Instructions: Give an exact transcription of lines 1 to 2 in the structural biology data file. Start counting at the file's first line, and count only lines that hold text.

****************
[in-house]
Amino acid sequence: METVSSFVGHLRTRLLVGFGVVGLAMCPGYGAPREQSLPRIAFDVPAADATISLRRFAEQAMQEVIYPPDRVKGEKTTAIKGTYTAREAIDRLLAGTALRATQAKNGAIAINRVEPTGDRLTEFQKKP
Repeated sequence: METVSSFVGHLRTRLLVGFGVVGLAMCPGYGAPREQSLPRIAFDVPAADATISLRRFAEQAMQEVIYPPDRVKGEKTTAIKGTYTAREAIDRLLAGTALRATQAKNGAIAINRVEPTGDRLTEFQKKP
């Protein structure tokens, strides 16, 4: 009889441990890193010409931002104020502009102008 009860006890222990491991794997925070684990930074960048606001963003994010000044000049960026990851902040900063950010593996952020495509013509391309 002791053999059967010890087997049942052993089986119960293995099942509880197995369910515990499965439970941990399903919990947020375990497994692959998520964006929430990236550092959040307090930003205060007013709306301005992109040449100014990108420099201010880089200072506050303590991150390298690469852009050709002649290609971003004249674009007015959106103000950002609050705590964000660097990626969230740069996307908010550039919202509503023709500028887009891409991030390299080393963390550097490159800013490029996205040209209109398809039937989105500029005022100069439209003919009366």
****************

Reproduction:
[in-house]
Amino acid sequence: METVSSFVGHLRTRLLVGFGVVGLAMCPGYGAPREQSLPRIAFDVPAADATISLRRFAEQAMQEVIYPPDRVKGEKTTAIKGTYTAREAIDRLLAGTALRATQAKNGAIAINRVEPTGDRLTEFQKKP